Author: Patrick Leyden
In a move that is likely to be welcomed by the mining industry, President Ramaphosa has appointed Gwede Mantashe as the Minister of Minerals and Energy (which now combines the Ministries of Mineral Resources and Energy).
During his short erstwhile tenure as Minister of Mineral Resources, Mantashe made significant progress in addressing several fundamental issues that have hampered investment into the South Africa mining industry over the last five years. His decisive action in addressing corruption and maladministration within his Department as well as taking steps to promote regulatory certainty were positively received by both domestic and international investors alike. As a result, South Africa gained twenty seven places under the Policy Perception Index and also made considerable gains under the overall Investment Attractiveness Index in the Fraser Institute’s most recent Mining Investment Survey.
Author: Dr Matthew Burnell
We have recently come across decisions made by Regional Managers within South Africa’s Department of Mineral Resources (“DMR”) in terms of sections 24P (Financial provision for remediation of environmental damage) and 28 (Duty of Care) of the National Environmental Management Act (“NEMA”). The Regional Manager does not have the requisite authority to make decisions in terms of these sections and, as a result, any such decisions are unlawful and can be challenged and overturned or (in certain instances) revoked.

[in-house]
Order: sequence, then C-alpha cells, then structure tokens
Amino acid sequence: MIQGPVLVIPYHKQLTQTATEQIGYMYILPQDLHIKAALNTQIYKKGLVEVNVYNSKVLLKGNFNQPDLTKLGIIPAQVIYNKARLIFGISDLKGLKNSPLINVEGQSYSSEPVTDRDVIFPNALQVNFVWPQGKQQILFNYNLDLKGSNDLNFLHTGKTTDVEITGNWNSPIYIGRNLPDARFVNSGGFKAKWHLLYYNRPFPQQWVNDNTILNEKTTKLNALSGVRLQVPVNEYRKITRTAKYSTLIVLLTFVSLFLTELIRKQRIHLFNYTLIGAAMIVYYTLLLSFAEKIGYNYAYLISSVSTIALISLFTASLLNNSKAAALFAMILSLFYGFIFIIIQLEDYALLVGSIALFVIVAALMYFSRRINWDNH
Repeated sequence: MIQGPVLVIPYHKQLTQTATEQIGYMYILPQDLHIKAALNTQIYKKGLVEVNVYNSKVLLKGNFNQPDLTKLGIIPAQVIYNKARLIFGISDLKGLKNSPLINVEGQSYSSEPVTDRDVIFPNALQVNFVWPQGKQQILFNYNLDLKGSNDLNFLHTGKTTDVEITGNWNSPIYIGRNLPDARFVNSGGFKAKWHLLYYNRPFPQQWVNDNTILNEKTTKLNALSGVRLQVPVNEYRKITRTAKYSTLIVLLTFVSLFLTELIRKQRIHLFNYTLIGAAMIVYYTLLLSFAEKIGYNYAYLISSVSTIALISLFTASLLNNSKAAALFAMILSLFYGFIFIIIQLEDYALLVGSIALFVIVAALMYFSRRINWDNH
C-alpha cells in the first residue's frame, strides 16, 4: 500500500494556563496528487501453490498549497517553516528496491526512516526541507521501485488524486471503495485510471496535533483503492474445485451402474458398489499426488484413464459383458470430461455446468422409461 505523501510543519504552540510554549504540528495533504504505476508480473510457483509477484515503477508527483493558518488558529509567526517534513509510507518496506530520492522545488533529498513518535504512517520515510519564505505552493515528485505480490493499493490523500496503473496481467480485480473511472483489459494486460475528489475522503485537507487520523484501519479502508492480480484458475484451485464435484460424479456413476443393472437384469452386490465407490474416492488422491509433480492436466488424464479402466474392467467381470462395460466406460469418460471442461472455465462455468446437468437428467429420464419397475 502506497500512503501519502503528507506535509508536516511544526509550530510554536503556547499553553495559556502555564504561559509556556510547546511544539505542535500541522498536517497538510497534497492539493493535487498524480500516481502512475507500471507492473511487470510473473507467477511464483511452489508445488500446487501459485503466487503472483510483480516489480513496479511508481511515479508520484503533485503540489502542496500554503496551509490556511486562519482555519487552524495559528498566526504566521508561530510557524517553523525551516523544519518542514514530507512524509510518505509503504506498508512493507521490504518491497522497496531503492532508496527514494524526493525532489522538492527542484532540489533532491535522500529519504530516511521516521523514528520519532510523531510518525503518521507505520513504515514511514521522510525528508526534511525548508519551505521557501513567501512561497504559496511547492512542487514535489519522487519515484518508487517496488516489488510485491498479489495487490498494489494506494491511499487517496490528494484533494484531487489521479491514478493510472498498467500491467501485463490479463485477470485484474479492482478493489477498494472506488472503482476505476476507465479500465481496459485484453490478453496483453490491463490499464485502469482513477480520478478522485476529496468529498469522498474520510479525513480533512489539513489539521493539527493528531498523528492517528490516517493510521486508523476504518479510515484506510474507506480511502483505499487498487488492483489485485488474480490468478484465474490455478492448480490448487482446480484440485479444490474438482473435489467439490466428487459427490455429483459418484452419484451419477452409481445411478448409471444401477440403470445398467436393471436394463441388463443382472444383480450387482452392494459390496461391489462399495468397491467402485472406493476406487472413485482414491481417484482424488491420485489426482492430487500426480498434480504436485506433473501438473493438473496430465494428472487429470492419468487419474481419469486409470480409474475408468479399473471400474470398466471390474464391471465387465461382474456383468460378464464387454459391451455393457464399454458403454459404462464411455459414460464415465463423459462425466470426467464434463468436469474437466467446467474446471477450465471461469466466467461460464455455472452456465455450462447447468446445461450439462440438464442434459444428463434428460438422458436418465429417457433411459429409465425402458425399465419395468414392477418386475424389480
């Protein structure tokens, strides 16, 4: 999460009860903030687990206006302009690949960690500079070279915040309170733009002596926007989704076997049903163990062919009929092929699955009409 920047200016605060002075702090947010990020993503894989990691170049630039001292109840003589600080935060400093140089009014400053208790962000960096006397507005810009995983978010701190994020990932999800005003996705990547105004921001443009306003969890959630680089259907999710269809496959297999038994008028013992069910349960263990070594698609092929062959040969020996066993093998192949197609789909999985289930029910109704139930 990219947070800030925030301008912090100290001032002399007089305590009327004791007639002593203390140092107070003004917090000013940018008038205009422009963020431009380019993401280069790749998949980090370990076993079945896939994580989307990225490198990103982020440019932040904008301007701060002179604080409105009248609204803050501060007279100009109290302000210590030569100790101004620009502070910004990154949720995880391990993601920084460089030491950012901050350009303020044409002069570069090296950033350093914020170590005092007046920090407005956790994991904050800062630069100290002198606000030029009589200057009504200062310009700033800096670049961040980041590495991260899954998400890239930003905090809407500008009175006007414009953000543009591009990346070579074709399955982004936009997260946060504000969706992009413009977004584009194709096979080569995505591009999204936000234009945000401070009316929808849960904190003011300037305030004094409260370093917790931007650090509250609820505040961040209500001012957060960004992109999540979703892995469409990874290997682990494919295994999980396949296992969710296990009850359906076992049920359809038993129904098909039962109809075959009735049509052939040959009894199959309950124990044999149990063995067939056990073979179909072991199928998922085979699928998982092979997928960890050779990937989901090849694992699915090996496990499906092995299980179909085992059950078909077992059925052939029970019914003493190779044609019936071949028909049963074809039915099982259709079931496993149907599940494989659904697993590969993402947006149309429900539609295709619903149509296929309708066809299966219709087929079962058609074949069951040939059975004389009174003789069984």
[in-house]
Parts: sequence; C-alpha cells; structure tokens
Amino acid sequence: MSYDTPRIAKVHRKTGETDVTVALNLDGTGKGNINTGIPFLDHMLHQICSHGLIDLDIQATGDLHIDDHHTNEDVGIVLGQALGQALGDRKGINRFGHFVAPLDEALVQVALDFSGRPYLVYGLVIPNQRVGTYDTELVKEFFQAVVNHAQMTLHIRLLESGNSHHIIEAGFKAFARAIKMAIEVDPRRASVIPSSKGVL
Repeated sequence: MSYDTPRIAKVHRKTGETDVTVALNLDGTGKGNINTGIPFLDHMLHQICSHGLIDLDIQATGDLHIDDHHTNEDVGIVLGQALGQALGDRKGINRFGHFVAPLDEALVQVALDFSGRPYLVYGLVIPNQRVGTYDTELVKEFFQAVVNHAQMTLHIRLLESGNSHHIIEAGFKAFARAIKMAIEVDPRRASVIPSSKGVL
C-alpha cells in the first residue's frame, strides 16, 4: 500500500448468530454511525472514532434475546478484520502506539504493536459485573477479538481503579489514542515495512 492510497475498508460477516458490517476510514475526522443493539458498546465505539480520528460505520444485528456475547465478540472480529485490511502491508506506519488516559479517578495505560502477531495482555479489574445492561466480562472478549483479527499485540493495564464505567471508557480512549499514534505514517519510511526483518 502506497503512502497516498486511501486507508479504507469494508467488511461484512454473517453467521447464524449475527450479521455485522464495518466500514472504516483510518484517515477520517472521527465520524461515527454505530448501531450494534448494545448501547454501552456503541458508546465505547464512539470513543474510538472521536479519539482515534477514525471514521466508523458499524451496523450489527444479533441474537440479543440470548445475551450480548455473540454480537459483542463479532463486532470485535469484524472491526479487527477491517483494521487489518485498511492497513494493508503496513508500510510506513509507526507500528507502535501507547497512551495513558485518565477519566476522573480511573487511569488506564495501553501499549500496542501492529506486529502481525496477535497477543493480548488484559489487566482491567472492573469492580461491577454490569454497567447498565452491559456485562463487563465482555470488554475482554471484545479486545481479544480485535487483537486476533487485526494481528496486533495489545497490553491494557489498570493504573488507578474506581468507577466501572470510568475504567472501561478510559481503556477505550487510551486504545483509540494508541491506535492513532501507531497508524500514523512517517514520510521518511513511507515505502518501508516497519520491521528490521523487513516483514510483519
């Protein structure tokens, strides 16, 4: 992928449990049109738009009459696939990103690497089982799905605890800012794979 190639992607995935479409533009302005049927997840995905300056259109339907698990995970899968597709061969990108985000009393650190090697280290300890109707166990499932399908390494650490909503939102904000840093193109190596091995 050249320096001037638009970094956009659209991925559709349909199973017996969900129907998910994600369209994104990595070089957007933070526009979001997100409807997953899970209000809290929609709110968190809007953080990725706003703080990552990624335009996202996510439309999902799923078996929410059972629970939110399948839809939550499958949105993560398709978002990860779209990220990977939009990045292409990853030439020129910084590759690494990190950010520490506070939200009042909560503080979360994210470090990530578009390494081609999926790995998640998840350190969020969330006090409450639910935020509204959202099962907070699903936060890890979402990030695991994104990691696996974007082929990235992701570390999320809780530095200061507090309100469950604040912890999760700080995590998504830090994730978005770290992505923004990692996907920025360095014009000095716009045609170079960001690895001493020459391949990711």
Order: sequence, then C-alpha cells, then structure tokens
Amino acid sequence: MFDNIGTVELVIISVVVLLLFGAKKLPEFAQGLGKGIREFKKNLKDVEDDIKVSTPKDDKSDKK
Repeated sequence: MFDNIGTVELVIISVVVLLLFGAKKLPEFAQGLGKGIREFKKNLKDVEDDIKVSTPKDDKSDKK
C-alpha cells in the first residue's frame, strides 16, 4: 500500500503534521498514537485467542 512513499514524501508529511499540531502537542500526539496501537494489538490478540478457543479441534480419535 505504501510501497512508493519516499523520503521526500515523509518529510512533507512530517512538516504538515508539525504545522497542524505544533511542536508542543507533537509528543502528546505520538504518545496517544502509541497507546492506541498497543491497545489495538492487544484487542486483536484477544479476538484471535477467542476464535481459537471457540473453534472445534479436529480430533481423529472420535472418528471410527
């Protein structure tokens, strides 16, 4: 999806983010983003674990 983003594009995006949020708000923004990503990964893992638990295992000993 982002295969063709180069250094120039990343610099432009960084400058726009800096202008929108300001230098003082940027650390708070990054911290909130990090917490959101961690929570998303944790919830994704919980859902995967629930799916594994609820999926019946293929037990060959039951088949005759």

Section 24P – Financial provision for remediation of environmental damage
Section 24P regulates financial provision for remediation of environmental damage arising from prospecting or mining activities. Prior to 2 September 2014, financial provisioning was regulated by section 41 of the Minerals and Petroleum Resources Development Act (“MPRDA”) read with regulations 53 and 54 of the MPRDA Regulations. These sections and regulations requires that a prospecting / mining right applicant make financial provision for the rehabilitation of negative environmental impacts arising from their mining activities. If the right holder fails to fulfil their remediation obligations in terms of the Environmental Management Plan / Programme, the DMR could implement these obligations using the financial provision.
Authors: Peter Leon, Patrick Leyden, Ernst Müller and Michelle Mudzviti
The Broad-Based Socio-Economic Empowerment Charter for the Mining and Minerals Industry, 2018 (Mining Charter III or the Charter)1 came into force on Friday, 1 March 2019 – almost three years after the publication of the first draft.2 This brought to a close nearly three years of uncertainty and speculation regarding the nature and content of the final version of South Africa’s third official Mining Charter.3
However, in spite of the extensive public participation and negotiation process which preceded the publication of the Charter (on 27 September 2018),4 it still contains a number of provisions that are a cause for concern. These include:
- onerous re-empowerment obligations for the renewal and transfer of existing mining rights;
- the BEE Shareholding top-up requirements for pending applications;
- the absence of provisions for the amendment of existing mining rights; and
- the Minister’s seemingly unlimited ability to review and revise the obligations imposed under the Charter from time to time.